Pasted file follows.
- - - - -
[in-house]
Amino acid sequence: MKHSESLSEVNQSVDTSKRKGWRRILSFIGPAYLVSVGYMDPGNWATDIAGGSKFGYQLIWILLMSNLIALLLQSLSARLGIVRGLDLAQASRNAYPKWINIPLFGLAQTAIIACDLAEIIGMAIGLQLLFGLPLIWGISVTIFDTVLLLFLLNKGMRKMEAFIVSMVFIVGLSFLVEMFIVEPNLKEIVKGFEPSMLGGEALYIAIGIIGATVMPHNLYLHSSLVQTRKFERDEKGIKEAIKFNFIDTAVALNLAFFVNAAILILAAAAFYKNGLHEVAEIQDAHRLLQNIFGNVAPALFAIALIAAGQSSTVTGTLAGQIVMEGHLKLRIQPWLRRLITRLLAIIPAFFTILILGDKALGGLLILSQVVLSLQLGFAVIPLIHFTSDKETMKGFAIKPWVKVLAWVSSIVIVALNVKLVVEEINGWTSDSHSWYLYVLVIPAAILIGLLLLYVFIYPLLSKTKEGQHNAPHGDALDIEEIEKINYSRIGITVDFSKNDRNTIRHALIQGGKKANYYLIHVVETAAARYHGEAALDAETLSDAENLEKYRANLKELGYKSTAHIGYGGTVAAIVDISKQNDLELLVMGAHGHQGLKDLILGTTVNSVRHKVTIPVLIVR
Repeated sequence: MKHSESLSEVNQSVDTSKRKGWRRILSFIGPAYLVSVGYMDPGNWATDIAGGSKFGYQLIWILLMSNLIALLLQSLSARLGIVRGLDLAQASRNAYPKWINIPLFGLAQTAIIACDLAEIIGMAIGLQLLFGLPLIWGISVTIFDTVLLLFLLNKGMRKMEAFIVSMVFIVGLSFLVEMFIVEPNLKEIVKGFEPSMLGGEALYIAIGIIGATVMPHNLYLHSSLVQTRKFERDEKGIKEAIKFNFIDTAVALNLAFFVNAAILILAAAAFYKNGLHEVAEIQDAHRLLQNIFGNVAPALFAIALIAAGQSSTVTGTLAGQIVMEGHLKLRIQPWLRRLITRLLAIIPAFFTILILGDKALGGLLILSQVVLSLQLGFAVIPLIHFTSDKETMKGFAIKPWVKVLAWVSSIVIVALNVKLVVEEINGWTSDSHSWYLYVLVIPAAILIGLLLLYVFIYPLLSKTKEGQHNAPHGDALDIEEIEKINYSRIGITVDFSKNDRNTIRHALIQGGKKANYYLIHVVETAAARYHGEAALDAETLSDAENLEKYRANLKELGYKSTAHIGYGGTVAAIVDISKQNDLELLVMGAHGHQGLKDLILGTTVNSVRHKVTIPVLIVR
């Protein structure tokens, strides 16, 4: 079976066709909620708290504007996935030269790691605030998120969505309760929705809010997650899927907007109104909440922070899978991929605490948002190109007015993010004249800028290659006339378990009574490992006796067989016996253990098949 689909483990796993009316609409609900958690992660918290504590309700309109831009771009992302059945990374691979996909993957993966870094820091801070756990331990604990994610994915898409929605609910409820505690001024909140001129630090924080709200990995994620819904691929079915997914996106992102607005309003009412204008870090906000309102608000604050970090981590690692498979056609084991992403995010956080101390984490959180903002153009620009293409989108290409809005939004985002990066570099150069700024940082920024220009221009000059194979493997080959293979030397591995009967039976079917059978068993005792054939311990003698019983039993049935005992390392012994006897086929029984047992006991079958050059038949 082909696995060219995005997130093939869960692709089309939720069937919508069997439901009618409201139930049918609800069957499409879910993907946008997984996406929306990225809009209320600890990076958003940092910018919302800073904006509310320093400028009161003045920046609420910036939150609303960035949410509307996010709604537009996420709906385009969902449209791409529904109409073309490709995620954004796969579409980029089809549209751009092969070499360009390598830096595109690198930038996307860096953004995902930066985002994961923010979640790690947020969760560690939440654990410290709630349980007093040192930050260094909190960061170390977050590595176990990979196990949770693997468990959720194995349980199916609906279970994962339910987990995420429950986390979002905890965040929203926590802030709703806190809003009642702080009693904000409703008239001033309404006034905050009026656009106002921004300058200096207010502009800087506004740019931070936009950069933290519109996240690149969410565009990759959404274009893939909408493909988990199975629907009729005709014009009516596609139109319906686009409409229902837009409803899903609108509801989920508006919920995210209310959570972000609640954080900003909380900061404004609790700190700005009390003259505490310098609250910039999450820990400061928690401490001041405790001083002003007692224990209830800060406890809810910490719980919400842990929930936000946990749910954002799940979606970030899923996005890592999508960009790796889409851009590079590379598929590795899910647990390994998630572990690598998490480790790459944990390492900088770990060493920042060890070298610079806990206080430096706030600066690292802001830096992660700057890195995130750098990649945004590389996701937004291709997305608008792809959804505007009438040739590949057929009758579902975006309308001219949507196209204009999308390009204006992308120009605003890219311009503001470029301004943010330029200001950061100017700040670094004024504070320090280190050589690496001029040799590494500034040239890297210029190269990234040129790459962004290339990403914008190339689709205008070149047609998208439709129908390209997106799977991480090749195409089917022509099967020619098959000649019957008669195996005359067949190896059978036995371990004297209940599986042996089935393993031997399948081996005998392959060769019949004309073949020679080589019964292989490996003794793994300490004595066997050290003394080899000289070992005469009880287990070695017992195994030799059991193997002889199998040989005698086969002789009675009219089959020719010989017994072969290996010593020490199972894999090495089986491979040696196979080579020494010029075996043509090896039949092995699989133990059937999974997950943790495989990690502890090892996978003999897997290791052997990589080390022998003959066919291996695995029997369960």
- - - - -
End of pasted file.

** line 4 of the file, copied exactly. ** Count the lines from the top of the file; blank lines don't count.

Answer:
């Protein structure tokens, strides 16, 4: 079976066709909620708290504007996935030269790691605030998120969505309760929705809010997650899927907007109104909440922070899978991929605490948002190109007015993010004249800028290659006339378990009574490992006796067989016996253990098949 689909483990796993009316609409609900958690992660918290504590309700309109831009771009992302059945990374691979996909993957993966870094820091801070756990331990604990994610994915898409929605609910409820505690001024909140001129630090924080709200990995994620819904691929079915997914996106992102607005309003009412204008870090906000309102608000604050970090981590690692498979056609084991992403995010956080101390984490959180903002153009620009293409989108290409809005939004985002990066570099150069700024940082920024220009221009000059194979493997080959293979030397591995009967039976079917059978068993005792054939311990003698019983039993049935005992390392012994006897086929029984047992006991079958050059038949 082909696995060219995005997130093939869960692709089309939720069937919508069997439901009618409201139930049918609800069957499409879910993907946008997984996406929306990225809009209320600890990076958003940092910018919302800073904006509310320093400028009161003045920046609420910036939150609303960035949410509307996010709604537009996420709906385009969902449209791409529904109409073309490709995620954004796969579409980029089809549209751009092969070499360009390598830096595109690198930038996307860096953004995902930066985002994961923010979640790690947020969760560690939440654990410290709630349980007093040192930050260094909190960061170390977050590595176990990979196990949770693997468990959720194995349980199916609906279970994962339910987990995420429950986390979002905890965040929203926590802030709703806190809003009642702080009693904000409703008239001033309404006034905050009026656009106002921004300058200096207010502009800087506004740019931070936009950069933290519109996240690149969410565009990759959404274009893939909408493909988990199975629907009729005709014009009516596609139109319906686009409409229902837009409803899903609108509801989920508006919920995210209310959570972000609640954080900003909380900061404004609790700190700005009390003259505490310098609250910039999450820990400061928690401490001041405790001083002003007692224990209830800060406890809810910490719980919400842990929930936000946990749910954002799940979606970030899923996005890592999508960009790796889409851009590079590379598929590795899910647990390994998630572990690598998490480790790459944990390492900088770990060493920042060890070298610079806990206080430096706030600066690292802001830096992660700057890195995130750098990649945004590389996701937004291709997305608008792809959804505007009438040739590949057929009758579902975006309308001219949507196209204009999308390009204006992308120009605003890219311009503001470029301004943010330029200001950061100017700040670094004024504070320090280190050589690496001029040799590494500034040239890297210029190269990234040129790459962004290339990403914008190339689709205008070149047609998208439709129908390209997106799977991480090749195409089917022509099967020619098959000649019957008669195996005359067949190896059978036995371990004297209940599986042996089935393993031997399948081996005998392959060769019949004309073949020679080589019964292989490996003794793994300490004595066997050290003394080899000289070992005469009880287990070695017992195994030799059991193997002889199998040989005698086969002789009675009219089959020719010989017994072969290996010593020490199972894999090495089986491979040696196979080579020494010029075996043509090896039949092995699989133990059937999974997950943790495989990690502890090892996978003999897997290791052997990589080390022998003959066919291996695995029997369960």